Mythologist | Author | Speaker | Illustrator

November 15, 2010

First published November 14, 2010

 in Corporate Dossier ET

From chaos to order

Published in Corporate Dossier ET on July 30, 2010.

Around 1500 BCE (Before Common Era, formerly known as BC or Before Christ), about the time the Rig Veda was reaching its final form in India, a tale was being told in Mesopotamia, the fertile plains watered by the Tigris and Euphrates, now modern Iraq.  It was the tale known as Enuma Elis, or the Creation Myth of Babylon. It is believed that this story had a powerful impact on Greek myths as well as the Jewish Bible or Tanakh, eventually influencing what is now commonly known as Western thought.

The story speaks of how the world, as we know it, came into being. It involved a great war in which Marduk led the ‘new gods’ to defeat the ‘old gods’ who were led by Tiamat. Tiamat is described as a monster.  She was also the great mother of all gods; in her body resided all her children.

All was well until the children made so much noise that the old gods demanded the destruction of the new gods. The first time this happened, Tiamat warned her children.  The second time this happened, Tiamat, ordered her consort to destroy the new gods. The new gods rallied around Marduk who, after a furious fight, defeated Tiamat and her consort and all the old gods who sided with them.

From the body of Tiamat, Marduk created the earth below and the sky above. Tiamat’s tears became the rivers Tigris and Euphrates.  The blood of her consort was mixed with the red earth and from this was created humankind. As the spawn of the old gods, humanity was forced to serve the new gods forever.  Failure to serve the new gods led to floods and storms.

In this narrative, the old gods are associated with complacency and chaos. The new gods are associated with action and order. This story informs human behaviour when a new management takes over from the old management, usually after a violent struggle, either a boardroom brawl or a takeover. Either it can be the new generation taking over from the old generation, or it can be a new management brought in by the new majority shareholders. Though the stated objective is to maintain harmony and respect the old ways, the reality is a ruthless change, with the new guard holding the old guard in disdain. Marduk comes with his resplendent army, Tiamat’s old body provides shelter to the new world order, and the children born of her consort’s blood are forced to submit.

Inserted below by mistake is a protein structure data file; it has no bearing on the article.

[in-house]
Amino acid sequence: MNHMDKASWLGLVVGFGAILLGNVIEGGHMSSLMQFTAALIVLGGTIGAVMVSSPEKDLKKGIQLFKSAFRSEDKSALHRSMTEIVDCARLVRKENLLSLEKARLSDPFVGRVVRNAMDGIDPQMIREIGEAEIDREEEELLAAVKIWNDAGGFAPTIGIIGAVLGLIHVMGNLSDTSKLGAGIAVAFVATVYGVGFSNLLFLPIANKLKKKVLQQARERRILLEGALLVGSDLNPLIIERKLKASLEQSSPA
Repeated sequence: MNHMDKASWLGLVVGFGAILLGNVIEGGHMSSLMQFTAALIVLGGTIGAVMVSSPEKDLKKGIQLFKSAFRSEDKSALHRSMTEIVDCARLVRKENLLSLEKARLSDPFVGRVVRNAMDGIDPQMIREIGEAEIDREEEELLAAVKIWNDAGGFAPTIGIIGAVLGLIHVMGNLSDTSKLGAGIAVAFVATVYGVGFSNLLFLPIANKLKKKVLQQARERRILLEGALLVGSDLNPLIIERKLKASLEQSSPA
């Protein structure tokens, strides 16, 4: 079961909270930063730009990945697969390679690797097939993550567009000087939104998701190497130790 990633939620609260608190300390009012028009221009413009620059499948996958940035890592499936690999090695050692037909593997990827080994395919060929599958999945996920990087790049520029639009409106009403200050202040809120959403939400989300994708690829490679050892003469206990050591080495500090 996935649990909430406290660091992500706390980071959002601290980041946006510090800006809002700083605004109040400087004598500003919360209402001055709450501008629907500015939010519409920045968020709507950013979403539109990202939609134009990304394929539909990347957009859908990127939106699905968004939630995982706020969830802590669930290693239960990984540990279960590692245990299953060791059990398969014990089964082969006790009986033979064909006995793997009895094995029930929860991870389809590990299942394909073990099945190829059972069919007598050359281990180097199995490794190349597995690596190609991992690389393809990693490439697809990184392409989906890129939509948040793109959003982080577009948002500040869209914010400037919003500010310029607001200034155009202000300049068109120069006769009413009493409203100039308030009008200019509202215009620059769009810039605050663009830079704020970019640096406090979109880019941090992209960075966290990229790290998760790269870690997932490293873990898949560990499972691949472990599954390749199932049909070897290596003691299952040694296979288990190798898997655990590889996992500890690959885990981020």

All this is objectively explained using excel sheets and power point presentations. A new vision is drawn up, and a new organization structure is galvanized to achieve the new objectives and goals. And since the old ways did not deliver, the old reporting structures, old processes and old measurements are discarded in favour of new ones. However, rational these actions may be, they fuel fear and insecurity. Egos are hurt. People leave the organization and those who stay behind mourn the passing of the golden age. The new gods mock the old ways, reminding all of the terrible state of affairs, the pathetic growth rate and the lacklustre balance sheets. Those who start working with the old gods are branded as traitors. And the new gods face many dilemmas — do they reward loyalty or talent, place talented members of the old management over the not-so-talented members of their team?

Dileep is part of a consulting firm. He has overseen many mergers and acquisitions. Post an M&A, he always feels that he has entered a war zone. There are the conquerors and the conquered. There is arrogance on one side and fear on the other. What is most bewildering is how these emotions are ignored.

Dileep remembers this post-merger workshop he was asked to conduct to identify a suitable sales reporting system for the new entity. The workshop was conducted using all tools of modern management — forms had to be filled, SWOT analysis had to be done, scores had to be given, so that the final outcome would be objective, stripped of bias, hence acceptable to all. But the workshop was anything but objective. Yes, members of both organizations were forced to sit together but during coffee breaks the two tribes stayed away from each other. Dileep overheard people saying, “Be smart. Just celebrate the reporting system that the new CEO likes. And you know which one that is.” Beneath the veneer of objectivity, emotions were determining the choice of the sales reporting system. Marduk’s system won. Tiamat’s system was broken down.

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